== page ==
Tag Archives: Adam Rudolph

World Jazz Evolutionists

Adam Rudolph’s Moving Pictures – Glare of the Tiger (M.O.D. Technologies, 2017)

Glare of the Tiger is a series of remarkable world music jams performed by a superb collective of forward-thinking jazz musicians led by acclaimed composer and percussionist Adam Rudolph.

Throughout the album, the rhythm section lays out a solid foundation of creative percussion and bass over which you get a series of horn, electronic keyboard and guitar melodic evolutions and improvisations that mix jazz, jazz-rock and world music elements. You can hear influences from Ethiopian, Indian and Gnawa music at times, and from many other parts of the world.

Adam Rudolph plays a wide range of percussion instruments, including a drum set composed of hand drums from different traditions: Haitian kongos, West African jembe and Moroccan tarija (small frame drum).

The state of the art recording of Glare of the Tiger was made at Bill Laswell’s Orange Music Studio with James Dellatacoma as head engineer.

The lineup on Moving Pictures includes Adam Rudolph on handrum set, sintir, cajón, itótele, glockenspiel, gongs, additional percussion; Alexis Marcelo on Fender Rhodes, electric keyboards & Hammond B3; Damon Banks on electric bass; Graham Haynes on cornet, flugelhorn, electronics; Hamid Drake on drum set, percussion; James Hurt on sogo and kidi drums, oghene bell, okónkolo, Fender Rhodes, smart phone synthesizer module and sound design; Kenny Wessel on electric guitar, electronics; and Ralph M. Jones on c flute, alto flute, bass clarinet, soprano and tenor saxophones, husli and bamboo flutes.

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Artist Profiles: Adam Rudolph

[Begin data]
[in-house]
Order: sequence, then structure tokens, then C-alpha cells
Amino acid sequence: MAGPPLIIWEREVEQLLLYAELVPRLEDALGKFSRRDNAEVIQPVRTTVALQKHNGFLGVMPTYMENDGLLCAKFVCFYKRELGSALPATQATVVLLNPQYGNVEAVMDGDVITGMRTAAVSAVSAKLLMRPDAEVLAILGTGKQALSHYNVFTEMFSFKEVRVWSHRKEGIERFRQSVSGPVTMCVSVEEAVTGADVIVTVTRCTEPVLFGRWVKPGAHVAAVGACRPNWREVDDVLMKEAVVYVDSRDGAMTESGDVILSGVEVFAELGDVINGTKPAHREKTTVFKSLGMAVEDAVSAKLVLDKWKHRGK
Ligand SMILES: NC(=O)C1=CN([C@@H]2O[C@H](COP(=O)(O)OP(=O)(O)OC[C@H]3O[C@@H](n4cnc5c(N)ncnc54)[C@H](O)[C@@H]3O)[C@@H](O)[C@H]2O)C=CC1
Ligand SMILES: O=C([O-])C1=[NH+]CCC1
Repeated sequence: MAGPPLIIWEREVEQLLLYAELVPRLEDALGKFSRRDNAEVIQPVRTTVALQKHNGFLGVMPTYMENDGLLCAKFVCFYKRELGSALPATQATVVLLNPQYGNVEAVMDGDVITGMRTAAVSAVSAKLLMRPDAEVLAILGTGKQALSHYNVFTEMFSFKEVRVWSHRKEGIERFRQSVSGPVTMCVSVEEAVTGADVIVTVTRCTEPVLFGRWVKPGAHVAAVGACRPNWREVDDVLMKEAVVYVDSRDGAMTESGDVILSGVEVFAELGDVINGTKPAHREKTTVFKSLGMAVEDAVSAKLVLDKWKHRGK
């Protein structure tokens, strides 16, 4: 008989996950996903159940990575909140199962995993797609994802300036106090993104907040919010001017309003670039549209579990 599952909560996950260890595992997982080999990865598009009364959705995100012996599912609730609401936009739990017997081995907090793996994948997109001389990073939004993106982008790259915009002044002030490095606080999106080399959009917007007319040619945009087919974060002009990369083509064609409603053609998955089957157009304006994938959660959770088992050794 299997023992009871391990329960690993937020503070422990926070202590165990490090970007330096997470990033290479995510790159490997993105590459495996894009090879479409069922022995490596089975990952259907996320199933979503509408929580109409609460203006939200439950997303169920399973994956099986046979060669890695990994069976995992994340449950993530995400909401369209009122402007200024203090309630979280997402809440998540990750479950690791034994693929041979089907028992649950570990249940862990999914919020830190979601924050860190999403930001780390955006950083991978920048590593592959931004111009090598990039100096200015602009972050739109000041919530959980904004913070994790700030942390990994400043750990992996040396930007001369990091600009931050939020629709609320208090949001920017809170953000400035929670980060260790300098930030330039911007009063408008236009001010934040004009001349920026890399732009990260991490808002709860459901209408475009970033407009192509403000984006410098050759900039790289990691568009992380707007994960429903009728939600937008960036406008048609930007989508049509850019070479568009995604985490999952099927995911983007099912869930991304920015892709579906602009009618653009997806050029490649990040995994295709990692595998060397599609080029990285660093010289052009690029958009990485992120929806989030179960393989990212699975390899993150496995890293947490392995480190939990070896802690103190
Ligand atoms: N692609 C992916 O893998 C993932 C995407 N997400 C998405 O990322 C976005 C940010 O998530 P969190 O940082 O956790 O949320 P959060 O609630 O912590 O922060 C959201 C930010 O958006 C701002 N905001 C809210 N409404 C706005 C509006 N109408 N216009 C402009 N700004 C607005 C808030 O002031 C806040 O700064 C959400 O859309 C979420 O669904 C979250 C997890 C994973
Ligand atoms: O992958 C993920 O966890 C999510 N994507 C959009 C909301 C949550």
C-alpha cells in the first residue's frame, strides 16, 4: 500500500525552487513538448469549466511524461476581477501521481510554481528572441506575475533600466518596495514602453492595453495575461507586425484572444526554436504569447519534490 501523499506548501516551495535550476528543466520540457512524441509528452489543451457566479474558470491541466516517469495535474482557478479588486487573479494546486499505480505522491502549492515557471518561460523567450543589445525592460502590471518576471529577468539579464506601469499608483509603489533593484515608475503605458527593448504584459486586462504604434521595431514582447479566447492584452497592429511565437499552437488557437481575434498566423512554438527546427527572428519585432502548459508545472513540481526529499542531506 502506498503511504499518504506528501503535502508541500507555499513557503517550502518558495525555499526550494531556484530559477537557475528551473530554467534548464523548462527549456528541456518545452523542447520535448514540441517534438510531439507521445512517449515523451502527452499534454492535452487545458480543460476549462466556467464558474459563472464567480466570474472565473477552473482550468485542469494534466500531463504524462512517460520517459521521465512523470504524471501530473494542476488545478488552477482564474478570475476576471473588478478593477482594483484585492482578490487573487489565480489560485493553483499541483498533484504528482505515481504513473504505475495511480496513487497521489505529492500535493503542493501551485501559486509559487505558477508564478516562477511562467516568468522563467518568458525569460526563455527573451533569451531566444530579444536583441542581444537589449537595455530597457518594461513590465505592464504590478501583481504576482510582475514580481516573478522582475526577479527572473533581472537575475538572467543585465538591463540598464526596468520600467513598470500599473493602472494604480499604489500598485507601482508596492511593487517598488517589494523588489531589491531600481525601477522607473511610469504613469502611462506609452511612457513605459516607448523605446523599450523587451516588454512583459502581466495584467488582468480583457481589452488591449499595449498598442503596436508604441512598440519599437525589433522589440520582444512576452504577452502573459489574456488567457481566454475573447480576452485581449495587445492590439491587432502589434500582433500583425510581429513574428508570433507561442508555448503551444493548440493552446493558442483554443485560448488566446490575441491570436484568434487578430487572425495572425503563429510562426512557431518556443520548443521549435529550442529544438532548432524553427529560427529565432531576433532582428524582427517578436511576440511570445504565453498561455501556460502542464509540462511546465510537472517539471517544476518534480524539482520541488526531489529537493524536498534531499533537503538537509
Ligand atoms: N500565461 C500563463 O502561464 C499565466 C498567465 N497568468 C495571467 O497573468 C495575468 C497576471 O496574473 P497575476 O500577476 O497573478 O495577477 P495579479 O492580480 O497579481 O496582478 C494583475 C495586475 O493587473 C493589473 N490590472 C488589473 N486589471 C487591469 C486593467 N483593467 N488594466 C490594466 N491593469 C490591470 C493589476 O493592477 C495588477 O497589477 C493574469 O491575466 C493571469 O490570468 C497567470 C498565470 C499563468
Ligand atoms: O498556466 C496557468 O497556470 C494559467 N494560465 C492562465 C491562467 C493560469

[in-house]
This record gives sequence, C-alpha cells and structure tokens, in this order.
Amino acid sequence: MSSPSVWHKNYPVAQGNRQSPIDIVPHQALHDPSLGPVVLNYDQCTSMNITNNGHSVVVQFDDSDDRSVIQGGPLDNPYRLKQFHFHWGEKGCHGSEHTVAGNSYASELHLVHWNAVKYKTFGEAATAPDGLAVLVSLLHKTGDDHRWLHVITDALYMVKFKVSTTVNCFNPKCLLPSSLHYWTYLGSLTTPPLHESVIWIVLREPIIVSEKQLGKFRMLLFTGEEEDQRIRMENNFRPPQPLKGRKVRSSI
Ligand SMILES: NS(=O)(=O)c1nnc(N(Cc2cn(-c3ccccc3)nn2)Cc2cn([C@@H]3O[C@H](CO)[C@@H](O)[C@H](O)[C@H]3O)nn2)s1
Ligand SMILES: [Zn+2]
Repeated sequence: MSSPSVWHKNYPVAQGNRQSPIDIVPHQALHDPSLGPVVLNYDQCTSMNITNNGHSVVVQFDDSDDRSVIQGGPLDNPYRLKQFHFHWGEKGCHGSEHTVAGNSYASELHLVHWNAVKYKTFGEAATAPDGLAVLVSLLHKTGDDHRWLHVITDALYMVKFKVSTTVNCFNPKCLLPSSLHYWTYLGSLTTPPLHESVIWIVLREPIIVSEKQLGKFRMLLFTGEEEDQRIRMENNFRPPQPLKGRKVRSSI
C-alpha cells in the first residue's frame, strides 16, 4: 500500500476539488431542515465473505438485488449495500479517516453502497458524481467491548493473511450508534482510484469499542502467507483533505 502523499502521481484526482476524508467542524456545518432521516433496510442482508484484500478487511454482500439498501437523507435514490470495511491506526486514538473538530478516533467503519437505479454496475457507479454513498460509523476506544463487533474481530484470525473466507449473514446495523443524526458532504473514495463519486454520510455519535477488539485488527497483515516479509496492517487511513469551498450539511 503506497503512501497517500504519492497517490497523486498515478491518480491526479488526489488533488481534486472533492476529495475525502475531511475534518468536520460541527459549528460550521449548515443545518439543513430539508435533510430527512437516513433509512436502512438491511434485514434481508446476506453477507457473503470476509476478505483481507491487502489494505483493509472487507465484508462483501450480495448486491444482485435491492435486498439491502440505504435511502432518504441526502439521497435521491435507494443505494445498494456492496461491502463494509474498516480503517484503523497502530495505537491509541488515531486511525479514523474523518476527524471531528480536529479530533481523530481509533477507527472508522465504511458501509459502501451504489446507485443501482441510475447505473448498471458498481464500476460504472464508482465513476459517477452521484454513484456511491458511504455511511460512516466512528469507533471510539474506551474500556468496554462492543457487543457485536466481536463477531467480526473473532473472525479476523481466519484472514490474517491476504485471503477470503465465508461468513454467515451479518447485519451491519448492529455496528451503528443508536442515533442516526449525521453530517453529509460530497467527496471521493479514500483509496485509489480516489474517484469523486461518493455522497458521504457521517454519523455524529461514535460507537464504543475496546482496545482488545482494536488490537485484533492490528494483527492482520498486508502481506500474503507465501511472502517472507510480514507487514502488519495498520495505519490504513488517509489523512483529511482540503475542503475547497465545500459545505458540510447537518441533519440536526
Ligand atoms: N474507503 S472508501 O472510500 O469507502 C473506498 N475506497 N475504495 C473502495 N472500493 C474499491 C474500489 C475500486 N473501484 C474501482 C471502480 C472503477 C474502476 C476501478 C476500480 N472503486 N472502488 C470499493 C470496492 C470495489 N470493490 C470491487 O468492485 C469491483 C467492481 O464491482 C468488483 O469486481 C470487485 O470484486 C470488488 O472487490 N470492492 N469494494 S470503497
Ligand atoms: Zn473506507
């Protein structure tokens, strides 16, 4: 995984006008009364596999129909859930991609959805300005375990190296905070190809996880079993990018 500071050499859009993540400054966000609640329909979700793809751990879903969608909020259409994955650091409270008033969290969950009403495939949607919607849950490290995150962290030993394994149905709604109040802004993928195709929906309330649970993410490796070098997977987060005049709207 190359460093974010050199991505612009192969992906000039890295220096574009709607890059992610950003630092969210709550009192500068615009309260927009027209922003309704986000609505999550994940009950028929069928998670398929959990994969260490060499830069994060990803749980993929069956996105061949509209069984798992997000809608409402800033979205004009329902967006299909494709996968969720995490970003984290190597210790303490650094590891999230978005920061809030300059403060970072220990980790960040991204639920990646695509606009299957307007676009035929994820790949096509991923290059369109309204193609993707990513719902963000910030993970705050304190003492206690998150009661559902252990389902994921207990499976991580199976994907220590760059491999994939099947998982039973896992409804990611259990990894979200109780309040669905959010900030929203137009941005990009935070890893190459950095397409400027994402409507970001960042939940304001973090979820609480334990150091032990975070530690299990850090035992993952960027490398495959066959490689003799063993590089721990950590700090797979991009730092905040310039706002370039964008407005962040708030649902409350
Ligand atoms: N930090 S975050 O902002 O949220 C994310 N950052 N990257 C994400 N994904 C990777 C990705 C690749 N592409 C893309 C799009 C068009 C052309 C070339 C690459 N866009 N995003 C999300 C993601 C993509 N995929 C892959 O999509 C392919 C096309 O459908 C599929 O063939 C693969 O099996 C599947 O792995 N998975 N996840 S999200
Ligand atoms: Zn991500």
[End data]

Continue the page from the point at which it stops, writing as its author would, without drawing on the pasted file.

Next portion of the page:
Adam Rudolph
Adam Rudolph

Adam Rudolph, a native of Chicago, is known as one of the early innovators in what is now called world music. In 1977 he co-founded The Mandingo Griot Society with Gambian musician Foday Musa Suso, one of the first bands to combine African and American music. In 1988, he recorded the first fusion of American and Gnawa music with Moroccan sintir player and vocalist Hassan Hakmoun and jazz trumpet great Don Cherry. In the same year. Rudolph began his association with the legendary Yusef Lateef, which continued until Lateef’s passing in 2013 to this day.

In April of 2002, when Omar Sosa and his Septet arrived in Los Angeles for a run at the Jazz Bakery, it was possible for Rudolph and Sosa, two kindred spirits, to meet and make music together. The result was Pictures of Soul, a journey into the transcendent realms of the creative music process.

Pictures of Soul is an improvised music collaboration between Cuban pianist Omar Sosa and Rudolph, based in Los Angeles These two creative musicians had enjoyed each other’s work at a distance for several years. Both share an appreciation of ritual trance music.

Sosa and Rudolph both experience their art as an interactive spiritual voyage. Their approach in the studio called simply for an openness to explore musical landscapes together – without charts, without rehearsal. In Pictures of Soul Sosa plays mostly acoustic piano, both on the keys and inside the instrument. Rudolph is featured on an array of hand drums, including jembe, tarija, dumbek and tabla.

Rudolph leads his own ensemble, Go: Organic Orchestra, an orchestral concept of world/improvisational music.

Discography

Gift of Gnawa (Flying Fish, 1991)
Adam Rudolph’s Moving Pictures (Flying Fish, 1992)
Skyway (Soul Note, 1994)
12 Arrows (Meta, 1999)
Contemplations (Meta, 1999)
Web of Light (Meta, 2003)
Dream Garden (Justin Time Records, 2008)
Turning Towards the Light (Cuneiform, 2015)

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